In this work, we first point out that these two characteristics are related to the degree of alignment (or disalignment) of the inverse codes with the synthetic distribution.
Quantizing the parameters and operations to lower bit-precision offers substantial memory and energy savings for neural network inference, facilitating the use of DNNs on edge computing platforms.
Much of the work on automatic facial expression recognition relies on databases containing a certain number of emotion classes and their exaggerated facial configurations (generally six prototypical facial expressions), based on Ekman's Basic Emotion Theory.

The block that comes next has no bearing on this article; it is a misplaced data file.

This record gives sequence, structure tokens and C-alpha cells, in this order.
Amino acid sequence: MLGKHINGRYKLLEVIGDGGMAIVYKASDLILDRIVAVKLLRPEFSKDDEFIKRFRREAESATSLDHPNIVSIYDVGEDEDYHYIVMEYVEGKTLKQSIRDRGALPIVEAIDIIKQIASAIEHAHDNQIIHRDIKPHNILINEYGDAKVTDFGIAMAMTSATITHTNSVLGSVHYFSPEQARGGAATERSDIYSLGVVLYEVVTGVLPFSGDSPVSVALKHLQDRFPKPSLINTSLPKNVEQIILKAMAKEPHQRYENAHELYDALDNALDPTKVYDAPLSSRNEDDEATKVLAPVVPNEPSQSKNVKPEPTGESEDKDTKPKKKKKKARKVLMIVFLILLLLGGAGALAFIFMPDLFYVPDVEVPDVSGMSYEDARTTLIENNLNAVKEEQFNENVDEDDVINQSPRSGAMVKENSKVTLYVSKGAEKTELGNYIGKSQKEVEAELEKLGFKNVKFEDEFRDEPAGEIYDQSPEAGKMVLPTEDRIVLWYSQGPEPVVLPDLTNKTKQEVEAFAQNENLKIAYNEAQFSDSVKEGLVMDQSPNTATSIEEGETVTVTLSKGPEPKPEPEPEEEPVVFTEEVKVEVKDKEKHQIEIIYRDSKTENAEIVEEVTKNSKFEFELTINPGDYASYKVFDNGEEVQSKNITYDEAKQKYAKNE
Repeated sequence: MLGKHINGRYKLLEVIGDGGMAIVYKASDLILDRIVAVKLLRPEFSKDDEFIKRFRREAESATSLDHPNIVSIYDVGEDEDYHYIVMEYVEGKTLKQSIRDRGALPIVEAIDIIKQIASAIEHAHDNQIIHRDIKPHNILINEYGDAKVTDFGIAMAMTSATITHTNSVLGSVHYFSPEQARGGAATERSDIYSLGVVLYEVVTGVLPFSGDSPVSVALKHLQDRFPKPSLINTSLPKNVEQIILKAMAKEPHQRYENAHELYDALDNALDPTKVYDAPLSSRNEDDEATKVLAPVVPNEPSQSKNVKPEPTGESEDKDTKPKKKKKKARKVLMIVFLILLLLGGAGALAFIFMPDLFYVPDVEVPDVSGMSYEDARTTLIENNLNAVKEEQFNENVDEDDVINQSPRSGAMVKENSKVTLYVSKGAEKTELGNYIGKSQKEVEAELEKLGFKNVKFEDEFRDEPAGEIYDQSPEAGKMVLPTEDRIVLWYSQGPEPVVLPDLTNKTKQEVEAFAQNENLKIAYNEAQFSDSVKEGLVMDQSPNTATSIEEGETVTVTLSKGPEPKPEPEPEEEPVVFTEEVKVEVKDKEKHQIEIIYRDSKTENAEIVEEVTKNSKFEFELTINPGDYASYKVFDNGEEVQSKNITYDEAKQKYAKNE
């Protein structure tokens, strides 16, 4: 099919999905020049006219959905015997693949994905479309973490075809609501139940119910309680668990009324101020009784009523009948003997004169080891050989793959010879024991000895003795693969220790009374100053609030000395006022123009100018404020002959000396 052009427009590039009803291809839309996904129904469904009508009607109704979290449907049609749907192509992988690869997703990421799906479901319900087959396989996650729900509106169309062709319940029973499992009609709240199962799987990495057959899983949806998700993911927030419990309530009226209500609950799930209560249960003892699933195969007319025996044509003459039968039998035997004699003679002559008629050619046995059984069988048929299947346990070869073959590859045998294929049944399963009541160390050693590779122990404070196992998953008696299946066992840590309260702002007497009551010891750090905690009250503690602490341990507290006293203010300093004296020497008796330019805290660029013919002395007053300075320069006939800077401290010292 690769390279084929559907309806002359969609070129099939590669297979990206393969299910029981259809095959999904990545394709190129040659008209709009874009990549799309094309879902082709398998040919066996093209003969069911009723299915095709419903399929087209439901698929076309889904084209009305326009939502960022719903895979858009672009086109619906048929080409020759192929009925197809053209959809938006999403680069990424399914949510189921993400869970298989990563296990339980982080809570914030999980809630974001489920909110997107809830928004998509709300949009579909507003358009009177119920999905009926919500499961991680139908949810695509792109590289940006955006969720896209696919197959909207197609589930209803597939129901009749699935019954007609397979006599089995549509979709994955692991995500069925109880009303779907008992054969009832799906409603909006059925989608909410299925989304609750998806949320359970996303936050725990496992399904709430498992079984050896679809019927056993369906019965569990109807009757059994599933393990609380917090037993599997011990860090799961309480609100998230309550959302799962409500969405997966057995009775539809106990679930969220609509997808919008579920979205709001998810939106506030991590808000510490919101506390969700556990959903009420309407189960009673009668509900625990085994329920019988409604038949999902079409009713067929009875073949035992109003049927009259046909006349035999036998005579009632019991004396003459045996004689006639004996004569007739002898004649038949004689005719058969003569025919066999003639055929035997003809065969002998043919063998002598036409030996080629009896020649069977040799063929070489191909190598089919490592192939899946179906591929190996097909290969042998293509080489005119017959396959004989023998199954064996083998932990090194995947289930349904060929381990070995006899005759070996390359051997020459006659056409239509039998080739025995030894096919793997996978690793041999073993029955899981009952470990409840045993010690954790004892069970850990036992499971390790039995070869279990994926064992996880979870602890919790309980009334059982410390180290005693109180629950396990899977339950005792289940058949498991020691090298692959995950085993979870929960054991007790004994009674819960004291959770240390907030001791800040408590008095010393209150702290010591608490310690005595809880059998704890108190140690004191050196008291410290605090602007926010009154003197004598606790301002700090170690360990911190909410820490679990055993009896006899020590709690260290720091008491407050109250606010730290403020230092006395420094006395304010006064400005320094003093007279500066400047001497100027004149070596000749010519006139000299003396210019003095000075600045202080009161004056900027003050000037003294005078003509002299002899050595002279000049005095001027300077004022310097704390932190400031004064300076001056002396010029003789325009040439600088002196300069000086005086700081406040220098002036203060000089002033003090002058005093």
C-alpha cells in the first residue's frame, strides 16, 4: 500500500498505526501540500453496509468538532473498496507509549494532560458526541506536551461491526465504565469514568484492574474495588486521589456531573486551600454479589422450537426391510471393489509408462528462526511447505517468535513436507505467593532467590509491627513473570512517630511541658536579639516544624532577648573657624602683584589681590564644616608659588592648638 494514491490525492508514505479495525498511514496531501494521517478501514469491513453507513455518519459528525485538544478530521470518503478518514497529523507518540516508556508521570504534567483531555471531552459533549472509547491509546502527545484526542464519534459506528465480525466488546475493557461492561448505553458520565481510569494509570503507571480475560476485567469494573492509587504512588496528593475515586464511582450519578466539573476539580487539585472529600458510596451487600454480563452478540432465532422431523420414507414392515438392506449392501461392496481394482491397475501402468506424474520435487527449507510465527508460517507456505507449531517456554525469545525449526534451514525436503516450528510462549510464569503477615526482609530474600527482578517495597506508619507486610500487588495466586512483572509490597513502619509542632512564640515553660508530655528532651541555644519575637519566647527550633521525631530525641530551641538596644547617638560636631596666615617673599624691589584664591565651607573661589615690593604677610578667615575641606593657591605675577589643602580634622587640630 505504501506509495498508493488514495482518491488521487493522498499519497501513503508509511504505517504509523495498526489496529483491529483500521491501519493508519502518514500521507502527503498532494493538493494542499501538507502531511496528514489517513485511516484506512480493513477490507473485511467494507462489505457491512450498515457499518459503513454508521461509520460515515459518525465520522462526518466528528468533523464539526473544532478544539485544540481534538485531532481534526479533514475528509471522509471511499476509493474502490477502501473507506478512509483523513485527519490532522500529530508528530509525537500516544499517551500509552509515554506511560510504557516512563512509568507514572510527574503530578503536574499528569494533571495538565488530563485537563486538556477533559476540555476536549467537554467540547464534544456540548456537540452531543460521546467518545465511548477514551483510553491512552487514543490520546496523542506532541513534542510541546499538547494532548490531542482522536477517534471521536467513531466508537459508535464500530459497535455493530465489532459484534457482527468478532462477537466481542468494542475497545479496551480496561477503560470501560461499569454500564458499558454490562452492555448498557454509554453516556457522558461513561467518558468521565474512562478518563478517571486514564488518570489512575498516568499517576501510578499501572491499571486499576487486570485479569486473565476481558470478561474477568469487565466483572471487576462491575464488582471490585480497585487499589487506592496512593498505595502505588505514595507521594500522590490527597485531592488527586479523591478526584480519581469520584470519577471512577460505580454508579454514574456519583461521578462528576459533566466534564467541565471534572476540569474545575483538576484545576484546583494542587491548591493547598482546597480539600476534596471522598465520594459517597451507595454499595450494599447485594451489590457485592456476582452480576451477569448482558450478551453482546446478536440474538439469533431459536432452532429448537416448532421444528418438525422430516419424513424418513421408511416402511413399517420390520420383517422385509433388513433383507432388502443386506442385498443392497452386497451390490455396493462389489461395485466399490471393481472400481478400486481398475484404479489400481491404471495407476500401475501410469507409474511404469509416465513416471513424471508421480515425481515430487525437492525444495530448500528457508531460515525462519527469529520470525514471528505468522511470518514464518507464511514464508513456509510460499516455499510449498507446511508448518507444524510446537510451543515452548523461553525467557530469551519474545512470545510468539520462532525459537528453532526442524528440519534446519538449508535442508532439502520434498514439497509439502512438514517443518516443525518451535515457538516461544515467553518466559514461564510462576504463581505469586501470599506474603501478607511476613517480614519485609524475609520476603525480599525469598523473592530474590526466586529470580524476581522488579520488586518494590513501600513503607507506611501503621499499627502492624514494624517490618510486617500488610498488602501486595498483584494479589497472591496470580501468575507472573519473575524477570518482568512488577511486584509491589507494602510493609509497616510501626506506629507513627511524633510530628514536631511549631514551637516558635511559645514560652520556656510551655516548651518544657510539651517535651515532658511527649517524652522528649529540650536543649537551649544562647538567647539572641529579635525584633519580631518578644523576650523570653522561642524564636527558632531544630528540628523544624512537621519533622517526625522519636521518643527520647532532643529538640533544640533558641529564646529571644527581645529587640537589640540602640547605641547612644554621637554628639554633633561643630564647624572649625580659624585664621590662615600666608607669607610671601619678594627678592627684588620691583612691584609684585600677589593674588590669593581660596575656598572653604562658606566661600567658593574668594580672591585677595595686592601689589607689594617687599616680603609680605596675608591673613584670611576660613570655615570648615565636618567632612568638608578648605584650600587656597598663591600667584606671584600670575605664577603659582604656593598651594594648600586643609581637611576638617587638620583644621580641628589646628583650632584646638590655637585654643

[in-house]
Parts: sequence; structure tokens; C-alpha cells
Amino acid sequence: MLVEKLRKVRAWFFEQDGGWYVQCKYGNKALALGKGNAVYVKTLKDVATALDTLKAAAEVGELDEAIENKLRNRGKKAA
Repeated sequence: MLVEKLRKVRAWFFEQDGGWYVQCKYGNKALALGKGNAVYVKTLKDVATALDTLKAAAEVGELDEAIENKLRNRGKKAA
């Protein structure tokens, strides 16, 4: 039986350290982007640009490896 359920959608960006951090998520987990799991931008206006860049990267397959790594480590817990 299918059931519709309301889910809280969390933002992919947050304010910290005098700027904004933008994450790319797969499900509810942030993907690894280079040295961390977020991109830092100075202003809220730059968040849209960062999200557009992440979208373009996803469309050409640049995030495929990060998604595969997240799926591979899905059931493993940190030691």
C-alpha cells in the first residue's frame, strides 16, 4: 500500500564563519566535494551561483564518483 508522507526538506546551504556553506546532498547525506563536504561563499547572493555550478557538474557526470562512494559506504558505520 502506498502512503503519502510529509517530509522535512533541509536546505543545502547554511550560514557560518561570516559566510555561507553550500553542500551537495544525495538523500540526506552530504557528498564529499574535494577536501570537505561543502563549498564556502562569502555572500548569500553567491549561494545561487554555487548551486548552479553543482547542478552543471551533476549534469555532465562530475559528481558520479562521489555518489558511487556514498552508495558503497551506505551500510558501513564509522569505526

Although the quest for more accurate solutions is pushing deep learning research towards larger and more complex algorithms, edge devices demand efficient inference and therefore reduction in model size, latency and energy consumption.
Datasets play an important role in the progress of facial expression recognition algorithms, but they may suffer from obvious biases caused by different cultures and collection conditions.
We then introduce the available datasets that are widely used in the literature and provide accepted data selection and evaluation principles for these datasets.
Past research on facial expressions have used relatively limited datasets, which makes it unclear whether current methods can be employed in real world.